My new project on the history of old age is moving forward slowly. Mostly, right now, I’m researching sources, deciding how deep or scholarly I want this to be and gathering materials.
It would be good for me to be more orderly than I am but as I search out books and papers and reports, I get distracted by fascinating material. I thought you might be interested in some notes I’ve made from the early pages of The Long History of Old Age, edited by Pat Thane.
We are all familiar with the role of wise old men in the literature of ancient Rome and Greece and, often, in their art. Images and the position of women, on the other hand, were mostly negative.
“…a great deal of ink was spent on stereotypical aged females, not uncommonly portrayed in the most virulent and obscene terms as sex-crazed witches or alcoholics.”
So the accusation of witchcraft against old women is thousands of years old.
“Old women were dangerous – a curious belief founded partly on mistaken medieval idea, partly on the guilty knowledge that they generally had a just grievance against society.”
A physician who lived in south Germany writing in the 17th century explained why old women were so often accused of witchcraft:
“’They are so unfairly despised and rejected by everyone, enjoy no one’s protection, much less their affection and loyalty…so that it is no wonder that, on account of poverty and need, misery and faint-heartedness, they often…give themselves to the devil and practise witchcraft.’
“A 70-year-old woman said at her trial: ‘The children call all old people witches.’
“Special knowledge possessed by older women, for example about the cure of sickness, might be valued by the community as the characteristic wisdom of the old, or vilified as further proof of witchcraft.”
It wasn’t bad for women at all times in all places. Chaucer, writing in the 14th century, portrayed the post-menopausal Wife of Bath as a strong older woman who, after four failed marriages with men her own age, found happiness with a man 20 years younger than she.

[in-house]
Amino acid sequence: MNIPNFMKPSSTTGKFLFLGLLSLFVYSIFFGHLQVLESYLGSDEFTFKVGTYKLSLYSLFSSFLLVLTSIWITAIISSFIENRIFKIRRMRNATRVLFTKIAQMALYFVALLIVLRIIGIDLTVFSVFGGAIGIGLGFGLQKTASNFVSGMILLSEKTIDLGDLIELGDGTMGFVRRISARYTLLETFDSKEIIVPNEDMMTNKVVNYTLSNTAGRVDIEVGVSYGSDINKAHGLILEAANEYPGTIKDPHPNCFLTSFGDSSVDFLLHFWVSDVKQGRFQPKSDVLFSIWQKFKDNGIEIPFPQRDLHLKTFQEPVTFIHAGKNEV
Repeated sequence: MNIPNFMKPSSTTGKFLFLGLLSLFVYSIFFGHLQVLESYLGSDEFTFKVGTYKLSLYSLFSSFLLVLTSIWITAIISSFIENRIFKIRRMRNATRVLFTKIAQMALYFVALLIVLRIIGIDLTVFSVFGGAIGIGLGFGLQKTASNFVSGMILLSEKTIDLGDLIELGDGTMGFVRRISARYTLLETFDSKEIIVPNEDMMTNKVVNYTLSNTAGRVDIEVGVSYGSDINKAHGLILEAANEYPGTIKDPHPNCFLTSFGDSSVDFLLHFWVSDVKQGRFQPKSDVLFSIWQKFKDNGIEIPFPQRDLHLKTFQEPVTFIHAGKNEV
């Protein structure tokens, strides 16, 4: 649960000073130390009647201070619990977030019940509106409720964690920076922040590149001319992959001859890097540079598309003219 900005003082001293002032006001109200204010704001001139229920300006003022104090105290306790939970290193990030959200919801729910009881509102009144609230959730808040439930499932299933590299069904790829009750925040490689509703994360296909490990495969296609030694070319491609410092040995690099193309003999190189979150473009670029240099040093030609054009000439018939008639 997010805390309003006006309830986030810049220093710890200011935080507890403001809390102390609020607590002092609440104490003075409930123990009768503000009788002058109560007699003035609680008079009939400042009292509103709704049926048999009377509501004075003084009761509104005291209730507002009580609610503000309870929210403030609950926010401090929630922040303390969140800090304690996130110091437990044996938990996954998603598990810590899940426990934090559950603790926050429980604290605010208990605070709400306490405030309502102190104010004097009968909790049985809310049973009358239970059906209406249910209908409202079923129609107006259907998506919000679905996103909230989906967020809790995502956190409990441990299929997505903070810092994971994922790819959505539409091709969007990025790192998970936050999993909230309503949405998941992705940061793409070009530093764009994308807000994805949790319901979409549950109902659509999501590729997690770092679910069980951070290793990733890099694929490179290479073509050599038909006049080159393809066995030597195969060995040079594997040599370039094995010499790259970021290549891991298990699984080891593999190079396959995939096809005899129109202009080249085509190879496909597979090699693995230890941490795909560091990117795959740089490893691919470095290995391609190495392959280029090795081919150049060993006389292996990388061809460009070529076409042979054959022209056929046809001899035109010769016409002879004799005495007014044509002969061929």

The condition of women varied widely not only over time but among cultures. It is interesting to note the differences but we should be careful not to judge prior behavior by today’s standards.
Recall, too, that until the 19th and 20th century, Europe was divided into many small political units and custom could be very different from nation to kingdom to city state, etc. Plus, there were not a lot of social scientists in history to report the conditions of elders so we are stuck in many cases with gleaning what we can from surviving materials.
Thane tells us that
”In medieval and early modern Europe and, perhaps, in ancient Greece and Rome, women might gain more independence after menopause, sometimes more public responsibilities, as midwives, chaperones or adjudicators in community conflicts about sexual or other delicate matters.
“Rich widows had control over their wealth which married women lacked in all societies before the 20th century and some of them wielded it formidably.”
So there you are. A taste of what I’ve found so far about how old women lived and were treated through the past 2500 years. This is nowhere near complete nor is it meant to be. There will be more as the project moves along.
At The Elder Storytelling Place today, Barbara Sloan: When is War Real?